In the latest in our mini-series of blogs and videos focusing on B2B marketing in the China F&B sector for overseas brands, we are taking a look trade shows and how China marketing managers can maximize the opportunity.


As a vital global market for international business, China is home to some of the biggest trade and industry shows in the world. The food and beverage sector is a growing market in China, particularly for overseas brands, and for the brand strategists and China marketing professionals operating within the industry tradeshows can be a vital step in the journey to in-market success. However, tapping into the opportunities that these high-profile events bring and maximizing the return on investment of taking part, takes a lot more than simply showing up with your samples.



Mingliang Wang, Founder and Director of Sino Expo Informa Markets, the company behind some of China’s biggest F&B industry events such as Food & Hospitality China (FHC) was kind enough to give us some of his insight. He told us that, as a benchmark, FHC 2019 alone enjoyed:


  • Over 3,500 exhibitors, 43% of which were overseas brands.
  • Filled 15 exhibition halls, over 180,00m2
  • Featured 15,000 product demonstrations took place every day during the exhibition period
  • 134,000 visitors attended the show, representing 110 countries.
  • 24% of visitors described themselves as food importers


Mingliang Wang, Founder and Director of Sino Expo Informa Markets

Mingliang told us: “The market for imported food in China continues to grow rapidly. Industry trade shows are a main driver of this growth as more and more visitors are attending which, in turn, gives exhibitors more and more opportunity to have their products showcased and experienced by their target Chinese consumers. This is incredibly important for foreign brands who want to be successful in China.


“The traffic we are seeing at our shows demonstrate a clear pattern. More and more Chinese consumers are taking a broader interest in F&B brands and products which is driving up footfall at trade shows. We are also seeing that these increasing numbers of visitors are spending more and more time visiting international pavilions, curious for new flavors and experiences.”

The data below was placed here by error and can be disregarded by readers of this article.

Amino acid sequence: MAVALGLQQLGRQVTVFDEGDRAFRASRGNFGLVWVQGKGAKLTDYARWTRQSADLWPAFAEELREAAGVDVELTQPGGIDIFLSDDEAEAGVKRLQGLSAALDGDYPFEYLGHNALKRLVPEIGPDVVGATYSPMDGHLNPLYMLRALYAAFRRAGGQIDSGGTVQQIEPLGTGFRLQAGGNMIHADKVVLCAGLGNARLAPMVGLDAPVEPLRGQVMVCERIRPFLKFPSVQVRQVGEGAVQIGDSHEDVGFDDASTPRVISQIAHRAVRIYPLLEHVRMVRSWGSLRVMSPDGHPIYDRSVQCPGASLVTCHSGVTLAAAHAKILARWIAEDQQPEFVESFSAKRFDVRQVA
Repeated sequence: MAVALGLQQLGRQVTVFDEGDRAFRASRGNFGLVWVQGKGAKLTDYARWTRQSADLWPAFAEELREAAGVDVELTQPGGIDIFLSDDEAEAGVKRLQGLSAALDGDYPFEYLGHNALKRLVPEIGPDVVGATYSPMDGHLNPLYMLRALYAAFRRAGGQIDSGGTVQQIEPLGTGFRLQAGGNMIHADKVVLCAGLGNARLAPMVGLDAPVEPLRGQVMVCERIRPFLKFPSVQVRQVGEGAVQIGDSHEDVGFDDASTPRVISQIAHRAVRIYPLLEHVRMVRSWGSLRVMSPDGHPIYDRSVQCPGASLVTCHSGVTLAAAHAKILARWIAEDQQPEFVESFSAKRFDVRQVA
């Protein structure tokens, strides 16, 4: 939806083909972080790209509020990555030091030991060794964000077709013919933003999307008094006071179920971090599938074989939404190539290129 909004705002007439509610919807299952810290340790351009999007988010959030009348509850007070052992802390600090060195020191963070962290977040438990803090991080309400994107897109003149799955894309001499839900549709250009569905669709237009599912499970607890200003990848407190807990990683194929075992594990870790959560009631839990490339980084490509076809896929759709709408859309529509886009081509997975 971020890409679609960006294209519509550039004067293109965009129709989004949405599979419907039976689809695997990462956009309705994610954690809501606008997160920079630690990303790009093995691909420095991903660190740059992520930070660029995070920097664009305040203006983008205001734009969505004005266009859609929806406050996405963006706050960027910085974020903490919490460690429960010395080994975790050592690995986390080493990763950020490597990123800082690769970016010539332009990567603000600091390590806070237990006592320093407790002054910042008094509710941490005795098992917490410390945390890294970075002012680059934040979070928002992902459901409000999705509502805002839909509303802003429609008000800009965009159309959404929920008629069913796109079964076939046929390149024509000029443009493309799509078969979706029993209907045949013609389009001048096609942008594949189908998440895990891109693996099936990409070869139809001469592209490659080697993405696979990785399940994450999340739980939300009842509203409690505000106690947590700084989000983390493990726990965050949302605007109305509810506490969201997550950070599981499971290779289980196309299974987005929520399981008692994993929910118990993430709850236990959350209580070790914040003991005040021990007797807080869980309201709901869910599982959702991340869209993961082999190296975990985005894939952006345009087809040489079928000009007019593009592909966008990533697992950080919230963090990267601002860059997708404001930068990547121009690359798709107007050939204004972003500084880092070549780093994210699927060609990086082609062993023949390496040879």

So, with so much opportunity to tap into China trade shows and get your brand in front of more Chinese buyers, here are a few tips that will ensure you maximize your ROI for attending.


Localize your brand collateral

English might be the international language of business but, like many parts of the world, it is not so widely spoken in China. Make sure you localize your brand assets for your China trade show appearances. This should include any digital content and social media output. Speaking of which…..

 UK case study Cheese brochure

Tell everyone you are coming

Many brands make the mistake of seeing China trade shows in isolation. And while you can tap into huge visitor numbers, you are competing for attention with, in some cases, 1000s of other brands from all over the world. Companies that make a real success of their China trade show appearances begin breaking ground in the months leading up to the show. This includes launching an online presence in China and tapping into China’s diverse and unique social media sector. WeChat, Weibo and Little Red Book can all be useful in telling the world you will be at the show and encouraging visitors to come and check out your stand.


Make use of the fringe benefits

All the China trade shows I have experienced have also had a fantastic range of fringe events and support activities, great for networking opportunities away from the hustle and bustle. Your team on the ground at the China trade show should be looking at what else they can attend and be part of. For example, the UK’s Department for International Trade and Defra, with their Food is GREAT initiative, host several additional activities and events for British F&B brands to coincide with FHC or SIAL.

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7 Tips for B2B Marketing China